Monthly Archives

July 2019

Tearfund pilot eVitabu

By Burundi, eVitabu

“Without eVitabu, essential resources for church and community transformation are difficult to access even electronically.”

Revd Dr Sas Conradie, Tearfund Theology and Networking Engagement Manager (Africa), describes how Tearfund are preparing to use eVitabu to support church and community mobilisation in Africa:

Tearfund’s vision is to see people freed from poverty, living transformed lives and reaching their God-given potential. To achieve this vision, Tearfund partner with local churches to bring restoration to those living in poverty.

A priority area for Tearfund is church and community transformation (CCT) whereby we seek to bring whole-life transformation to communities through local churches. CCT consists of various approaches including the church and community mobilisation process (CCMP). In CCMP, facilitators and trainers are equipped to journey with local churches to help them work with their local communities and together identify and respond to local needs.

In our work with churches and communities, we know the importance of getting good resources to CCMP facilitators and trainers which they can use as they work with churches. This is why we were so excited when we were introduced to APF’s eVitabu app. We immediately realised the potential of eVitabu to provide our CCMP facilitators and trainers with access to good theological resources.

Barnabe Msabah, Tearfund Church and Community Transformation Lead for East and Central Africa, and Martin Uswege, Tearfund Church and Community Transformation Lead for Southern and East Africa, believe that eVitabu will be extremely valuable for their work. eVitabu could support the training of CCMP facilitators and trainers while the facilitators could be encouraged to use the eVitabu app when they work with churches. Barnabe and Martin suggest that the eVitabu tablet is made available to CCMP trainers at a subsidised rate to motivate them and to show appreciation for their work.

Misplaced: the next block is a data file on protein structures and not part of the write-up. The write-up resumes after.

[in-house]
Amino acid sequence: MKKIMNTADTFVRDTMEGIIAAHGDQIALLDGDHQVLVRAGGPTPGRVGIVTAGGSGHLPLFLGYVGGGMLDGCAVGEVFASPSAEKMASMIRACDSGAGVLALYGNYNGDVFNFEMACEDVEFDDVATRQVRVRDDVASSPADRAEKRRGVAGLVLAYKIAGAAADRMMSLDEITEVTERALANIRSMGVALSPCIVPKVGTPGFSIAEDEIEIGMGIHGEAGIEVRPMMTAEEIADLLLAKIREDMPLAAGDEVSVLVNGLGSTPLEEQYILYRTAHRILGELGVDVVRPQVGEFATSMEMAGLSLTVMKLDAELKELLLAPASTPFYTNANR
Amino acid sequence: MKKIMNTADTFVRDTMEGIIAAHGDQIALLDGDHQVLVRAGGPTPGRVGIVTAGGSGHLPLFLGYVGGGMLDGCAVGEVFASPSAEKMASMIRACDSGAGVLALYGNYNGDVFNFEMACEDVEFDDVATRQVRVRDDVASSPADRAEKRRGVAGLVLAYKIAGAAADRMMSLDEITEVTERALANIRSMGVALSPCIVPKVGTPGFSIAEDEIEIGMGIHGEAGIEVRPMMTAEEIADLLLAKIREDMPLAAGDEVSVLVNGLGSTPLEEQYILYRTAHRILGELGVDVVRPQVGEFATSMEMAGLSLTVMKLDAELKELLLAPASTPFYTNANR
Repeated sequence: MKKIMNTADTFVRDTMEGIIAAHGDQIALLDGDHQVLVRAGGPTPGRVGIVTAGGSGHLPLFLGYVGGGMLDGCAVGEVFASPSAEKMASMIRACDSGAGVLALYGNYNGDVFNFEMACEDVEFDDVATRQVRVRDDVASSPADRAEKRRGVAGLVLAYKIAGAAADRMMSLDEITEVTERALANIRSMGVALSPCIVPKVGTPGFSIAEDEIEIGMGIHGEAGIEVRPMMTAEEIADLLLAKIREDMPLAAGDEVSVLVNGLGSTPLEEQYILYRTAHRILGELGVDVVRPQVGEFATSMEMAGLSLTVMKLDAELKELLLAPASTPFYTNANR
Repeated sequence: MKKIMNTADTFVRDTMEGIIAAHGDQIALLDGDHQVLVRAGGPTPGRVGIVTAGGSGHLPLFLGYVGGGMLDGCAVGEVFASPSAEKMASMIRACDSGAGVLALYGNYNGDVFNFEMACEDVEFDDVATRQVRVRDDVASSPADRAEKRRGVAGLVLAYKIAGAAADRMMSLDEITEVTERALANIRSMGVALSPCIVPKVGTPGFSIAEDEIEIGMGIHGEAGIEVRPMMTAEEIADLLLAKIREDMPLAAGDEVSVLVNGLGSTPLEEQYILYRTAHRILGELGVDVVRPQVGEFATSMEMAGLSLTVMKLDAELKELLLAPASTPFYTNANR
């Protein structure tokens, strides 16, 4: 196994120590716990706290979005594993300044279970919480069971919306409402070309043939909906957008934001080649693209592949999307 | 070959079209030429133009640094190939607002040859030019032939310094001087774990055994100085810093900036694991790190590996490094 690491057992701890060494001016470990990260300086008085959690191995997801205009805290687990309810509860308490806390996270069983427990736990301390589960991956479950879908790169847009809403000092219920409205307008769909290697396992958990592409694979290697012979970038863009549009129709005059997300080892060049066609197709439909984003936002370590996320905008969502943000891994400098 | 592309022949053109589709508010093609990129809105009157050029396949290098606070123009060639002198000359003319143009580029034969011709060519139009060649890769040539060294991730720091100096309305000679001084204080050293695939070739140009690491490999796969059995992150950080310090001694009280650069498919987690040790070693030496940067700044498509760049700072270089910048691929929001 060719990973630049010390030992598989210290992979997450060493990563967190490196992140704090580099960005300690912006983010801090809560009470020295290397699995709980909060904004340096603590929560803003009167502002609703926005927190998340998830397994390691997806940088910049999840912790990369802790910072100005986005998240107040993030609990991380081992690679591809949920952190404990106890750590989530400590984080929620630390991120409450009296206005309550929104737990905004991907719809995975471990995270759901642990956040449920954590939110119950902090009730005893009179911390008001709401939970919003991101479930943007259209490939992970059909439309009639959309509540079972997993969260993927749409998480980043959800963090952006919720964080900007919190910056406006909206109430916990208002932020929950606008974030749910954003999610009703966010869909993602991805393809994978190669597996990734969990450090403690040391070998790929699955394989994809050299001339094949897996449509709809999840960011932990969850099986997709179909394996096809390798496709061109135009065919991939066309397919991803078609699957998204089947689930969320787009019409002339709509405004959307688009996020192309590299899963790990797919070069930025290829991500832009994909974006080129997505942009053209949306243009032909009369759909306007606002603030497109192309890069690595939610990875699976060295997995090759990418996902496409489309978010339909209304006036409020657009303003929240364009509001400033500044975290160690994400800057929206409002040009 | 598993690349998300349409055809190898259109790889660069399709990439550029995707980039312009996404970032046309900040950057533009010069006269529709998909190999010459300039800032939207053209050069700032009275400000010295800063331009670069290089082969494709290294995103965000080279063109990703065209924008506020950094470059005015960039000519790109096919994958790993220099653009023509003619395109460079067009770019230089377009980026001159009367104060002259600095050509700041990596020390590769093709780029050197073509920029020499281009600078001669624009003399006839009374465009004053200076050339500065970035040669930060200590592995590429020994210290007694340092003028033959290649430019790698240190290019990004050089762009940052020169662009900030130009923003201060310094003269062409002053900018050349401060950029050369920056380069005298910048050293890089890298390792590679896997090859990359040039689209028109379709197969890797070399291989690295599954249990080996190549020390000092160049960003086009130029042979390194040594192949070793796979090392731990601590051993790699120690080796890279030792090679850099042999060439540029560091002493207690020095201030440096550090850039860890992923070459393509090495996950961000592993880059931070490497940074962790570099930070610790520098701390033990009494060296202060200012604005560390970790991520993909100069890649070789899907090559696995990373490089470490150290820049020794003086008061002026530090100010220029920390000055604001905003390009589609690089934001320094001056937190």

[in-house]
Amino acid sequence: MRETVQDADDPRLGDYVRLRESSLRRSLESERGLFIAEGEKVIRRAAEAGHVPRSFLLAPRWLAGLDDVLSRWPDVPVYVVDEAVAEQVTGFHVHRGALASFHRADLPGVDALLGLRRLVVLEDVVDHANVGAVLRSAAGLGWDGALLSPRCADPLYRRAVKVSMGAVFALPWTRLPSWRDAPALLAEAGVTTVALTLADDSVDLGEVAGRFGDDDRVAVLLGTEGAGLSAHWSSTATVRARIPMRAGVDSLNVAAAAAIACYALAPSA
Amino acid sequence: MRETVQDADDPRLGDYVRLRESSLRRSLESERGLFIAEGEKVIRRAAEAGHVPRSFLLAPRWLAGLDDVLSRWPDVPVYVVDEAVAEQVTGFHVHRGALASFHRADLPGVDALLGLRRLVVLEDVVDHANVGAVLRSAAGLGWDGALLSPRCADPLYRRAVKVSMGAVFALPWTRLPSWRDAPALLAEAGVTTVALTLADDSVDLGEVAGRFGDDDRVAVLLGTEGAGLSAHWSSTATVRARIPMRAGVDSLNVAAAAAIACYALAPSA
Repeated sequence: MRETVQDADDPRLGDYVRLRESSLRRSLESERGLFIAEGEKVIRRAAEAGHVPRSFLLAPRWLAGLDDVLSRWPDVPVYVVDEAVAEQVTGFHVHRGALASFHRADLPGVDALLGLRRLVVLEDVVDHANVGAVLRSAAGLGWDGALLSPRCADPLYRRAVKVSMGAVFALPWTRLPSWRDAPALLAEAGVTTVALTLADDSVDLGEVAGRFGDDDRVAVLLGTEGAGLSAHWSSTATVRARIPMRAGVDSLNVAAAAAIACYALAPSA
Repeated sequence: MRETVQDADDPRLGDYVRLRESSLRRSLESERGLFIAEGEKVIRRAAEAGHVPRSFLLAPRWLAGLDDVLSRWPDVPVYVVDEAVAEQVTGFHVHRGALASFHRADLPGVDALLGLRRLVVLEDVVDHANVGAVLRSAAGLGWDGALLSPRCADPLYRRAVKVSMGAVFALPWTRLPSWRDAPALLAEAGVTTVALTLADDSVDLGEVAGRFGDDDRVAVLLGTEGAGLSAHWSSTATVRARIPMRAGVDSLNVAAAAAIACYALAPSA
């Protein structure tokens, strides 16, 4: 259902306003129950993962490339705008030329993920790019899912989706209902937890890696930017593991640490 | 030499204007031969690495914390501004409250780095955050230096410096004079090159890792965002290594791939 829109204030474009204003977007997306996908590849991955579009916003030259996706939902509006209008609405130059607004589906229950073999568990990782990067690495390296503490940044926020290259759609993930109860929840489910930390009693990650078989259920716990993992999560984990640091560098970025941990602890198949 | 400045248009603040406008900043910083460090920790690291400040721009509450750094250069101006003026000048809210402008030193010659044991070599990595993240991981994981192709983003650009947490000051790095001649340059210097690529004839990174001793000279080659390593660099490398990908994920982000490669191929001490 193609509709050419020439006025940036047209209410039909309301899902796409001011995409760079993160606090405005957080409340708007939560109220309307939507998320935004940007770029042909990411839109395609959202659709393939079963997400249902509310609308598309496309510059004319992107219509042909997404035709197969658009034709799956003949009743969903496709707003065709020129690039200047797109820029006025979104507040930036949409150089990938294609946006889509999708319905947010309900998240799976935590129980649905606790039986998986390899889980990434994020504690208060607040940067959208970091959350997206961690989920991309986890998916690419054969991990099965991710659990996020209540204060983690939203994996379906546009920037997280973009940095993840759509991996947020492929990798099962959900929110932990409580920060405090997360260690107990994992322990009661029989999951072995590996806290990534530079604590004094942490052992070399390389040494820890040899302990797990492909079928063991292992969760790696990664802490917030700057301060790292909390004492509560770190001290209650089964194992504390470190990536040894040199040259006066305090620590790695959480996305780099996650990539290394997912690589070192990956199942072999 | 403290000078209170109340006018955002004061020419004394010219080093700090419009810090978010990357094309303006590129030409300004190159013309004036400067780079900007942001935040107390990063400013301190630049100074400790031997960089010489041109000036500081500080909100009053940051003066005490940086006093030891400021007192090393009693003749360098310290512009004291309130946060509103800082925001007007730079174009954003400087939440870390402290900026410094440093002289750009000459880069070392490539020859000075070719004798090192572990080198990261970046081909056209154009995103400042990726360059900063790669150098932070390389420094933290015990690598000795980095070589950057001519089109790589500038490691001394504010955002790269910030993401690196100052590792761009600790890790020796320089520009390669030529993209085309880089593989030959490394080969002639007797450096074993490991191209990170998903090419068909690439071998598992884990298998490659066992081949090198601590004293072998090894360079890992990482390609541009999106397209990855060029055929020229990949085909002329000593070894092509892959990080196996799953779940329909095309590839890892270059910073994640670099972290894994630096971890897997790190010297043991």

Martin has invited APF to equip Tearfund CCMP trainers in Tanzania in using eVitabu during a workshop in September. Barnabe requested APF visit Burundi in early 2020 to train CCMP trainers on eVitabu. By next year, we expect that about 30 Tearfund CCMP trainers will be equipped in using eVitabu. The Tanzania and Burundi pilots could then be expanded to more countries to provide CCMP trainers and facilitators with easy access to resources that can help them in their work with churches and communities.

Without eVitabu, essential resources for church and community transformation are difficult to access even electronically. We believe that eVitabu can greatly enhance the work of hundreds of Tearfund’s CCMP trainers and facilitators across Africa. In time, we believe that eVitabu will also be the go-to resource hub for theological leaders and students across Africa.

Role Model Leadership Academy

By Uganda

Over the last few years, APF have developed a growing partnership with Next Leadership, a Christian leadership consultancy founded by the former President of the Baptist Union and Chair of the Evangelical Alliance, Revd Dr Kate Coleman and Revd Cham Kaur-Mann.

APF are supporting Next Leadership to extend their outstanding leadership training programme into Africa through the Role Model Leadership Academy. As Cham reports, the first of three sessions happened in Kampala, Uganda during March.

A combination of factors meant that Kate and I were working night and day in order to produce exceptional materials and a robust programme for the first gathering of the Academy. We had very little time to pull it all together, yet we sensed God’s presence with us in so many ways. In fact, we were still printing materials on the Sunday evening before our Monday morning departure flight!

As we waited in the departure lounge at Birmingham Airport all seemed well until it was announced that all flights through Amsterdam had been cancelled due to high winds and turbulent weather conditions. We prayed, sensing that God was more invested in getting us to Uganda than we ever could be and was already making a way. Within two hours, we received news that we were to be rerouted, via Kenya. We eventually arrived in Uganda at 5am, seven hours later than expected but in time for our first meeting with the local support team.

With Christian leaders arriving from Uganda, Kenya and South Sudan, the first session of Role Model Leadership Academy started the next day. Participants included creatives such as a short film maker, artist and singer, through to pragmatic business people. There were graduates and senior church leaders from APF partners including the Baptist Union of Uganda and Pastors’ Discipleship Network. The youngest participant was 20 years old and the oldest, 80 years old, but everyone gelled quickly. Teams formed from groups and accountability developed. Obvious stratification lines dissolved quite early in the programme.